Timber REIT Liquidity and the Power of Grayskull
Investments in publicly-traded timberland-owning REITs – Potlatch (PCH), Plum Creek (PCL), Rayonier (RYN) and Weyerhaeuser (WY) – have tremendous exposure to the moods of the market. Alternately, investments in private timberland assets are somewhat insulated from every daily front page story, regardless the tenor or topic. The driving distinction between timberland and timber equities, like the difference between owning a soup factory versus holding shares in Campbell’s, is liquidity. Liquidity provides a pathway to extract opportunistic profits and to inflict instantaneous losses.
Timber REIT Returns
Investors with interests in timber-related vehicles continue to revisit the relevance and tradeoffs of investing in public timber REITs. By the power of Grayskull (and Excel), Table 1 captures, in hypothetical 10-year plays, key benefits and exposures of private versus public timberland investments.
The results emphasize important realities and reminders for investors. First, timber vehicles outperformed the S&P 500 over the 10-year holding period across all categories related to total returns and downside risk. Second, liquidity unnecessarily burdens open-eyed long horizon timberland investors. While private timberlands do not offer the “upside” available to liquid equities, they do provide sturdier “downside” protection. Not once in the example did private timberland investors fall into the red for any calendar year. Third, public timber REITs demonstrate total internal rates of return (IRR including dividends) exceeding 12% with less volatility than the S&P 500. While the S&P investment ends below $1,000 – our initial investment – in four years (2002, 2003, 2008 and 2009), the Forisk Timber REIT (FTR) investment ends below $1,000 just once (2002).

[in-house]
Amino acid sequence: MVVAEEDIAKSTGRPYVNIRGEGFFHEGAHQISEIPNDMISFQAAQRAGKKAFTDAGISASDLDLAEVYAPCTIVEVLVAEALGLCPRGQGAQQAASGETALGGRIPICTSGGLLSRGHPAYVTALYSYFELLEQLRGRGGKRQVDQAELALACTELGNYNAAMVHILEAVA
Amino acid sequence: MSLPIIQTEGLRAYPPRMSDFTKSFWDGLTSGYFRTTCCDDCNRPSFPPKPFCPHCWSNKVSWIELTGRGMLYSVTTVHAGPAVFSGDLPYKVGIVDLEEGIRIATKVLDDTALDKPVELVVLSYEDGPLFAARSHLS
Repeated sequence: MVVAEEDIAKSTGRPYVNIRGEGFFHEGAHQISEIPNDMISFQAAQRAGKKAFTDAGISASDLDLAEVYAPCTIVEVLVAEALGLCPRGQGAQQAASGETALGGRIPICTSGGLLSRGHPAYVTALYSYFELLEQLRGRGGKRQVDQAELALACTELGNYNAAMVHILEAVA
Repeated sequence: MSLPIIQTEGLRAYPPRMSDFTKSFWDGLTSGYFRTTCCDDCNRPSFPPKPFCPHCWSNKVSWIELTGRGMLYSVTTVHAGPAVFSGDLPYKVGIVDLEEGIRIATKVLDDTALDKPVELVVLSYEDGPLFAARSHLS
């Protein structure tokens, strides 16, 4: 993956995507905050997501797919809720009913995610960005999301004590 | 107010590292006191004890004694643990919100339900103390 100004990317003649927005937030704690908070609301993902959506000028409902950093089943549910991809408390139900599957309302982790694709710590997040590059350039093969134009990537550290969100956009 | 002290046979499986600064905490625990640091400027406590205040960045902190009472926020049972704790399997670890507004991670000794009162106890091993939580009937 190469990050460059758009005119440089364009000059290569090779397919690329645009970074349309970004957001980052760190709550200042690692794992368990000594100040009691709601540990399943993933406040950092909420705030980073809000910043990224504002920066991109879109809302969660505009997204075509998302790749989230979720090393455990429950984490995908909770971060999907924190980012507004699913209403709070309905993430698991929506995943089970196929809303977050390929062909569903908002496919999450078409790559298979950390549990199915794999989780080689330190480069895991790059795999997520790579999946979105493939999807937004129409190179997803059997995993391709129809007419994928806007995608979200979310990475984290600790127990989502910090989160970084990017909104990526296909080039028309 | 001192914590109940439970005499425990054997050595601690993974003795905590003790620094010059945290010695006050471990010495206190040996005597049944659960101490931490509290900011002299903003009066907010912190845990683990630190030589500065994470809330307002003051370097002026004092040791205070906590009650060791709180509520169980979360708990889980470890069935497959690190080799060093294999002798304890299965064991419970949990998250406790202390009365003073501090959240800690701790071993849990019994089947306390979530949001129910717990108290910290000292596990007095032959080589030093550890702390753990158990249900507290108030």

Implications for Investors
Advice often comes in threes. Grade school students must learn the three Rs of reading, writing and arithmetic. Jack Johnson sings the magic three of “Reduce, Reuse, Recycle.” Real estate investors focus on “location, location, location!” Even this blog post is the final in a series of three. So watch your toes as I march off the pier of conformity and end this piece with guidance in four parts.
In the US, timber falls squarely in the domain of value and yield (income) investors. Trees grow while investors earn, assuming the strategy matches the asset. Regardless the timber investment vehicle, I observe consistent and repeated timberland investment success associated with four attributes:
- Localized asset-specific knowledge. Timber markets are uniquely local. While every Hardy Boys book has 20 chapters and every year has four quarters, each timberland asset has no guaranteed cookie-cutter market structure or return profile. These localized distinctions are relevant to both private and public timberland investments.
- Patience. Just because you became aware of timberland and timber REITs last Thursday does not mean investing on Friday is a good idea. Valuation models and price forecasts function well only if you assume you’re the only one using them.
- Diligence. Successful timber investors and managers do homework. Lots of it. Hunting opportunities includes an ongoing process of ranking timber markets, identifying potential candidate properties, studying prices and building relationships. For equity investors, this includes a process of localized timber asset valuation and firm-level benchmarking.
- Long time horizon. Timber returns, like those of any asset class, go up and down each year. However, the distinguishing characteristics of timberland assets reveal themselves over long time frames. During this time, investors manage actively, reducing costs and identifying opportunistic sources of revenue.
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